A swell in piracy attacks on tugboats and barges is putting seafarer lives at risk in the Singapore Strait
Tug crews have been warned to increase vigilance while transiting the Singapore Strait after an escalation in piracy attacks and thefts on barges they tow in the region.
Tugs and barges operating in waters around Johor, Malaysia, Singapore and northwest Indonesia are increasingly under threat from an upsurge in attacks because of the value of the scrap metal they are transporting.
Attacks on tugboats and barges in the Singapore Strait have risen to 14 so far this year from just two during the whole of 2018. This includes nine incidents involving the theft of scrap metal from barges.
This jump in incidents and threats encouraged the Regional Co-operation Agreement on Combating Piracy and Armed Robbery against Ships in Asia (ReCAAP)’s information sharing centre (ISC) to issue warnings and advice to tug masters sailing in the Singapore Straits.
ReCAAP ISC recommends tug masters and crew report all incidents, suspicious activity and suspicious boats loitering in the vicinity of a barge to the nearest coastal state.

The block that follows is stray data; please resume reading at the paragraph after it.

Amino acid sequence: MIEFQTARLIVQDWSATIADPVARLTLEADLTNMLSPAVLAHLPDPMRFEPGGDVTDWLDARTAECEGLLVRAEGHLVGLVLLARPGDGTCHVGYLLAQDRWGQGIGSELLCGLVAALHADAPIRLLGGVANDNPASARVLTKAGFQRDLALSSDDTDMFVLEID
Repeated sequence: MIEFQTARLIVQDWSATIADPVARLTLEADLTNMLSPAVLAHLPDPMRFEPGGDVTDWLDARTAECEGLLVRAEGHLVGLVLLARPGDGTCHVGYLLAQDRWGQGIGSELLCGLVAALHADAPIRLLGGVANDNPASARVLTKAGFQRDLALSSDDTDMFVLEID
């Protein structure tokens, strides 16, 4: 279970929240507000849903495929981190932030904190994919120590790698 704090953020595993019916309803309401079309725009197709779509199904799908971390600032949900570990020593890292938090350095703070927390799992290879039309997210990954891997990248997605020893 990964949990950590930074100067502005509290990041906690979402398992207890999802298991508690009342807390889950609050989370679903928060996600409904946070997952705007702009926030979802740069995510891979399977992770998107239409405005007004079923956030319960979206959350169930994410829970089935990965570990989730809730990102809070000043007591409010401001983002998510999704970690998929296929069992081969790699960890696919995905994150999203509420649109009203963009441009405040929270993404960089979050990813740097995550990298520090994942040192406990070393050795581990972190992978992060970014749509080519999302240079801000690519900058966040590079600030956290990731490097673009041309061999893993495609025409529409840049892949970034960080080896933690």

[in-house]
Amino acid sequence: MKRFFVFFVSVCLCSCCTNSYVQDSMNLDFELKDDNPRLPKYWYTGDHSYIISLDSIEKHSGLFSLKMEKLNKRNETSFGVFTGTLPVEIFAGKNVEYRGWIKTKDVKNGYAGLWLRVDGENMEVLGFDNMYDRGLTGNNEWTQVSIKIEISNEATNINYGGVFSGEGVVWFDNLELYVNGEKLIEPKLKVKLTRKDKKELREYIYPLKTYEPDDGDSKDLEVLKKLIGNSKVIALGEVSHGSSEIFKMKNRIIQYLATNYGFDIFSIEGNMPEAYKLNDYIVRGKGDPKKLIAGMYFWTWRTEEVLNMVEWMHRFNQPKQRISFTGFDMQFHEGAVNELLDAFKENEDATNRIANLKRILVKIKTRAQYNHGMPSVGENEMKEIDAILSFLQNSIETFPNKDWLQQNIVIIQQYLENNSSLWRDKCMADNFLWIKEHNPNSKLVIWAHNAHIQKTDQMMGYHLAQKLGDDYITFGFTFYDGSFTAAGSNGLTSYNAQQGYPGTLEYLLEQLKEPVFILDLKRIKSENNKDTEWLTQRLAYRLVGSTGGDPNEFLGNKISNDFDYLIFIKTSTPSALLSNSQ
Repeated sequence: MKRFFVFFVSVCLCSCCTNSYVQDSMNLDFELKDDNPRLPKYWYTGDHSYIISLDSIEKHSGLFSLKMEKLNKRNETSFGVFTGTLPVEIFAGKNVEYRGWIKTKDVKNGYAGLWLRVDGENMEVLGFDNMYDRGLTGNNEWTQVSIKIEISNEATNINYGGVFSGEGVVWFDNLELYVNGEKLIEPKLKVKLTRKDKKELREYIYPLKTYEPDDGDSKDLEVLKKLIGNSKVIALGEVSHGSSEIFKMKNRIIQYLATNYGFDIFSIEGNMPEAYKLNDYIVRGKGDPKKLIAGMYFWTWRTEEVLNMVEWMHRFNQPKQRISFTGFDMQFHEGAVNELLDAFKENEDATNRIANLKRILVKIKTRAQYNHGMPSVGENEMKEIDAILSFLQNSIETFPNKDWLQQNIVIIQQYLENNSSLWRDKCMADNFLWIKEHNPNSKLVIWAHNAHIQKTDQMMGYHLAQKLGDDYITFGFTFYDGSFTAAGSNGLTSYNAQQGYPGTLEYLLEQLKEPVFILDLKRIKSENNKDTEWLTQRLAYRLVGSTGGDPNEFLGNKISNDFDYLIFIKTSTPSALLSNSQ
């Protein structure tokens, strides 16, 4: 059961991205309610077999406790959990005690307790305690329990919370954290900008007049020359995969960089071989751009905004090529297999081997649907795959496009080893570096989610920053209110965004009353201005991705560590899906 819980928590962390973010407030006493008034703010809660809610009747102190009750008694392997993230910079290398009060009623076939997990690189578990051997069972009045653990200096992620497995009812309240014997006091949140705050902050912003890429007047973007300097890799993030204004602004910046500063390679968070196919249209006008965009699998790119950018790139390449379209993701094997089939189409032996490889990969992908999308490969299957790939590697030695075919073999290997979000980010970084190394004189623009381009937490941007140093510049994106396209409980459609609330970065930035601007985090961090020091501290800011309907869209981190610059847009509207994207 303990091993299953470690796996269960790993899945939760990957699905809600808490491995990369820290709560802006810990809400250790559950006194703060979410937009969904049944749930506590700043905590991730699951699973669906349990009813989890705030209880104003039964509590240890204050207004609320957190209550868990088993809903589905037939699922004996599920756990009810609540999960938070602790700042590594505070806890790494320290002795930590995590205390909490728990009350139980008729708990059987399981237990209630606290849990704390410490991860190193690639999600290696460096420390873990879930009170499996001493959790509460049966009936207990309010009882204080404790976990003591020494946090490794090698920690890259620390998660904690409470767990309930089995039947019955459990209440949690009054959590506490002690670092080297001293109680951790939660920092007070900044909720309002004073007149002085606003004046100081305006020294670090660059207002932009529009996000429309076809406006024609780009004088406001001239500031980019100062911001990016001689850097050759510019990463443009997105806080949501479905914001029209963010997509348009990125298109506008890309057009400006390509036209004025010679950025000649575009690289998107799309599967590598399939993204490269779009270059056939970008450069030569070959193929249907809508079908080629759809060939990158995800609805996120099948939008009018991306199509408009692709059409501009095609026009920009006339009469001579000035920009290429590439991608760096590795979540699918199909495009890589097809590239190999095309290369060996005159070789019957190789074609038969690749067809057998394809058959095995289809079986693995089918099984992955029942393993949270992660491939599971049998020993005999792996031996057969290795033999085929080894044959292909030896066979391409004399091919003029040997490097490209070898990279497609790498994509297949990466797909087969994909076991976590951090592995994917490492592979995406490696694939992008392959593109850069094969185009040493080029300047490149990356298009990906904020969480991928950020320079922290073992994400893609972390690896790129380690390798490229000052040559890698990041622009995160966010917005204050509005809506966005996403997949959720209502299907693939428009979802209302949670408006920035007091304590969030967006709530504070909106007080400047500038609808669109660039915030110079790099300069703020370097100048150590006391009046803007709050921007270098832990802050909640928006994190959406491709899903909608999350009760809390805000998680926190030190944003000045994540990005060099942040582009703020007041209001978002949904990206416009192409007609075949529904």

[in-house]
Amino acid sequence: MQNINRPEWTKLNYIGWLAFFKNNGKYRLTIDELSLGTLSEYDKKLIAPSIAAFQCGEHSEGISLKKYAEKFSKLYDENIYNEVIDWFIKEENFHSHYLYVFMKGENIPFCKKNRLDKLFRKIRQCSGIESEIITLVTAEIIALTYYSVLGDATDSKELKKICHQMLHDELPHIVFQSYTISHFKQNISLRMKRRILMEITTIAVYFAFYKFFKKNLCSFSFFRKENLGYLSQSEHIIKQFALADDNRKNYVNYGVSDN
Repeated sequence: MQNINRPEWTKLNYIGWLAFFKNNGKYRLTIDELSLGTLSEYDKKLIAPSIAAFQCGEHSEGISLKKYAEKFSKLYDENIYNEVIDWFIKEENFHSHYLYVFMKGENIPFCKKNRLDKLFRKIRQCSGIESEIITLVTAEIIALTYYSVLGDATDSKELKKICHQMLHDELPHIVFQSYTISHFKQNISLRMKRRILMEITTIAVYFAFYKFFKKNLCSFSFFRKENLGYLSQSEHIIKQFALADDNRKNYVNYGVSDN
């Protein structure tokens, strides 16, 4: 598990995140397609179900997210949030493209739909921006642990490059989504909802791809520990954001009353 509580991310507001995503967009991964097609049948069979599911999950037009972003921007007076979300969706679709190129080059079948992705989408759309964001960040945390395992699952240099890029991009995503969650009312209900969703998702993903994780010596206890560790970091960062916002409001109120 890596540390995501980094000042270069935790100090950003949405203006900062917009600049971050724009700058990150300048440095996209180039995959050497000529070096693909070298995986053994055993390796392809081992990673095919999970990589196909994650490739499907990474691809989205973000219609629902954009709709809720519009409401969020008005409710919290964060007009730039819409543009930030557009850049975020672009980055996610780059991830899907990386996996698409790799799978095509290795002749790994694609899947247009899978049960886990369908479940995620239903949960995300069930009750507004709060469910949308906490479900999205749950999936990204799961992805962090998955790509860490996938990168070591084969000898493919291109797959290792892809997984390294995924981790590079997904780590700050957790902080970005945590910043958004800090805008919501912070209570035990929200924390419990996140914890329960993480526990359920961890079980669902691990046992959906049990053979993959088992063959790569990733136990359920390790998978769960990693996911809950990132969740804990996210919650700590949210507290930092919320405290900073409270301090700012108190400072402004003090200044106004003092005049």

The organisation also urged littoral states to strengthen their joint co-ordinated patrols and increase enforcement in their respective waters.
Littoral states should promote information sharing on the latest situation and the criminal groups involved and redouble their efforts to arrest and prosecute the perpetrators of attacks on tugs and barges, said ReCAAP ISC.
The theft of scrap metal from barges in the Singapore Strait is the highest since the first such incident was reported to ReCAAP ISC in 2011. All 14 reported piracy incidents so far in 2019 were category 4, or petty theft, by unarmed perpetrators where crew were unharmed.
However, ReCAAP ISC is concerned about the increase in the number of incidents, which average two per month this year. In response, ReCAAP ISC recommends tug masters look out for suspicious small boats and increase watch keeping.
Tug crews should maintain communication with their ship company by providing periodic updates, establish daily communication checks and watchkeepers should also listen to advisories and navigational broadcasts prior to and during voyages.
Piracy attacks on tugboats and barges in the Singapore Strait this year represent 15% of the total number (98) of reported incidents in the area since 2007. Of this 98, 73 involved robbery and 25 theft of scrap metal from barges.
In the whole of Asia, there have been 228 incidents of piracy on tugboats and barges in the past 13 years. Of these, 189 were incidents of robbery (representing 83%), 25 for theft of scrap metal (11%) and 14 were hijacking of tugs for resale (6%).